• Defense: Corruption allowed Bulger to conduct illegal operations


    BOSTON (MyFoxBoston.com) — The high-profile trial of reputed mob boss James "Whitey" Bulger began at the Moakley Federal Courthouse Wednesday.

    Judge Denise Casper opened the first day in court by reminding the jury of their duties and detailing what must be proven by the government to render a guilty plea in any of the 32 counts Bulger faces.

    Prosecutor Brian Kelly then took to the podium to deliver the opening statement for the government. Kelly said the case was about a criminal enterprise and that one man was at the center of it: "the defendant, James Bulger."

    Kelly, who used slides to present his argument, discussed the charges Bulger is facing at length and presented a chart that laid out the 32 money laundering, two racketeering, five firearms, and two extortion charges.

    The prosecution also discussed several of the 19 murders they claim were connected to Bulger. Three of the murders, John McIntyre, Arthur "Bucky" Barrett, and Deborah Hussey, were committed in the same South Boston home. Kelly explained the grisly details of the murders, all of which he claims Bulger committed.

    Kelly claimed Bulger and his associates were successful in-part due to public corruption. He maintained that Bulger paid off law enforcement, which Bulger's attorneys admitted during their opening statement. The prosecution also called Bulger "one of the biggest informants in Boston."

    Bulger's attorney, J.W. Carney, firmly denied that Bulger was ever an informant, claiming FBI Agent John Connolly "wanted people to believe he was an informant."

    Carney claimed that at the time there was a "nationwide crusade" to "smash the mafia" and that "Bulger would never be provided with information that he could give even if he wanted to." The defense cited Bulger's Irish roots as the reason behind his inability receive information about the mafia. During testimony later in the day, the prosecution displayed surveillance images that showed Bulger standing alongside members of Boston's La Cosa Nostra, including capo Donato Angiulo.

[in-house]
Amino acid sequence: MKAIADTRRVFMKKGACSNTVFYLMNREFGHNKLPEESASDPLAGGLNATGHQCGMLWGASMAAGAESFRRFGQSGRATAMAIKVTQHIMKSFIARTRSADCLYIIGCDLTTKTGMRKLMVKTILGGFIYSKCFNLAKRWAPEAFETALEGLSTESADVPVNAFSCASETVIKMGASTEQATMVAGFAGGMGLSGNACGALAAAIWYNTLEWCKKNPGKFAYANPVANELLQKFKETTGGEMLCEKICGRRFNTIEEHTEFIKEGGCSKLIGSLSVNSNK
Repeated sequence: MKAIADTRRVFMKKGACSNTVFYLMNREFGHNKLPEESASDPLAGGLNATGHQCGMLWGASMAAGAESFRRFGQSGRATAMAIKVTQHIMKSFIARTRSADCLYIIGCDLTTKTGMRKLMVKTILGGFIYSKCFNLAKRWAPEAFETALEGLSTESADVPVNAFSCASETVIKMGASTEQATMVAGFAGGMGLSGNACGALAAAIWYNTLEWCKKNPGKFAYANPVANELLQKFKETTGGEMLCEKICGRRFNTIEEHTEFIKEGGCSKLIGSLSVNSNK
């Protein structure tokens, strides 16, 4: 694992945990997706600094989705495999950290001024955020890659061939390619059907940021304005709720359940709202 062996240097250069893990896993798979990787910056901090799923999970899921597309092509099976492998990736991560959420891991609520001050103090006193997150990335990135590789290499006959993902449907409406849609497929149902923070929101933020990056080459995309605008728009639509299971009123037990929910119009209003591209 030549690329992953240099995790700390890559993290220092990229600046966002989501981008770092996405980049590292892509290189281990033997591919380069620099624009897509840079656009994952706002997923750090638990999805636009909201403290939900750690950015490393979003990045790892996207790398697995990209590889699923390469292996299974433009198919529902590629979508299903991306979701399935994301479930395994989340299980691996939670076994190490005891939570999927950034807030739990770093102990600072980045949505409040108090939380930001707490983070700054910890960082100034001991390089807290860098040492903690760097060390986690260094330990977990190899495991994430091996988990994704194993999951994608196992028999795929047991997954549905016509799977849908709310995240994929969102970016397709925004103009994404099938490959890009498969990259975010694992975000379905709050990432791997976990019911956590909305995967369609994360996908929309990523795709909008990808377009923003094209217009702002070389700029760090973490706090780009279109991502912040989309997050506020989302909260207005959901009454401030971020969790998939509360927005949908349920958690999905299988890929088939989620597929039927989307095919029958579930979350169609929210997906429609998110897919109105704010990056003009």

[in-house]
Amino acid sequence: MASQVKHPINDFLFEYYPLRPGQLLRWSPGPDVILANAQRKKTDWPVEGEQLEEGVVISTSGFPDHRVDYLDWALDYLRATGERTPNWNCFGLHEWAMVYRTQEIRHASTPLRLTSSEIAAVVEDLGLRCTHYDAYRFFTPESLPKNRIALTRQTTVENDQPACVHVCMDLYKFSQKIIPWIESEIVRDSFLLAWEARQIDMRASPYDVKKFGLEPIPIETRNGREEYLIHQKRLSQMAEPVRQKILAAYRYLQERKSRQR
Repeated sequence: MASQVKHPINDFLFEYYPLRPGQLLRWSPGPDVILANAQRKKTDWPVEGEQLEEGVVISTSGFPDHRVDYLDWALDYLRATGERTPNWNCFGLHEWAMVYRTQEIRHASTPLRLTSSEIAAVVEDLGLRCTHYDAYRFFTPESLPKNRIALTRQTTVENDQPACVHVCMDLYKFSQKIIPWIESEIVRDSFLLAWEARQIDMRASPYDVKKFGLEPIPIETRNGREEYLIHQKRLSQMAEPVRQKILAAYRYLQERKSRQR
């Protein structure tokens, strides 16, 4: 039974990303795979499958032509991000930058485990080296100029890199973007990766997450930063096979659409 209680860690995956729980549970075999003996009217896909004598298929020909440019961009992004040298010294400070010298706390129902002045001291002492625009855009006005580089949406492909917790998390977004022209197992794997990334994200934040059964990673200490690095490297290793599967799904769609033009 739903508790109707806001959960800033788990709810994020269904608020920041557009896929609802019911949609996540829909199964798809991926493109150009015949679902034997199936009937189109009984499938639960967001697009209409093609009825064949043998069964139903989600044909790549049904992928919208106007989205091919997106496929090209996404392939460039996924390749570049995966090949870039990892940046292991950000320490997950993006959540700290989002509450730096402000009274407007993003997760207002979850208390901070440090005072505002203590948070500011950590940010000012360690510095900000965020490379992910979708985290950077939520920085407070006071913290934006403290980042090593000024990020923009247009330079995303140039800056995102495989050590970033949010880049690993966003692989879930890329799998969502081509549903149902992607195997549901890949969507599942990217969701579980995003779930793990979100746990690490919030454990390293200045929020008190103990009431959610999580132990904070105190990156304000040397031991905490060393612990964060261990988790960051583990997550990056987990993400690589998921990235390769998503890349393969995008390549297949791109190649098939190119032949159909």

The defense also said Bulger paid Connolly because he wanted information so that he could leave town if he were ever indicted. Carney also disputed the long held belief that Bulger was tipped off about his indictment before going on the lam for 16 years. He claimed Bulger was driving back to Boston from vacation when he heard of his indictment on the radio and did not hide in California, but rather lived his life "in plain sight."

    Carney admitted that his client conducted illegal operations that include loan sharking, gaming, and drug distribution. After speaking about Bulger's relationship with Connolly, Carney said he brought up history to show the "depth of corruption" that allowed his client to engage in illegal acts.

    The prosecution and defense painted very different pictures of three key government witnesses, John Martorano, Steve Flemmi, and Kevin Weeks. While the prosecution claimed the men admitted their role in Bulger's alleged crimes, including the 19 murders, Carney called their credibility into question.

    Carney claimed the government was desperate to get information against Bulger and Connolly. He also claimed the government made a deal with Martorano, who he says would kill people "almost at random," that included placing $6,500 into his prison account and giving him a $20,000 check.

    The defense also said that while Flemmi will claim Bulger murdered Debra Davis or Deborah Hussey, Bulger had no motivation to kill the women.

    Carney concluded by asking the jurors to consider whether or not they can believe the three former Bulger associates beyond a reasonable doubt given their background.

    The first day of the trial ended with the government's fist key witness, retired Mass. State Police Detective Bob Long. Long conducted surveillance on a Lancaster Street garage during the spring of 1980 and claims he witnessed Bulger, Flemmi, and members of the Boston mafia conduct meetings there. The retired detective viewed surveillance images of Bulger and several men who he identified as members of the world of organized crime.

    Family members of Bulger's alleged victims joined the media in the packed courthouse. Among those in attendance were Steve Davis, Debra Davis' brother, and Patricia Donahue, Michael Donahue's wife. Investigators allege Davis was killed in 1981 after she planned to end her longtime relationship with Flemmi. Donahue was reportedly shot to death in 1982 while giving Edward Halloran a ride home.

    Bulger's brother, Jack, was present in court. His other brother, former president of the state Senate William Bulger, did not attend.

    The second day of testimony is scheduled for Thursday. The trial is expected to last between three to four months.

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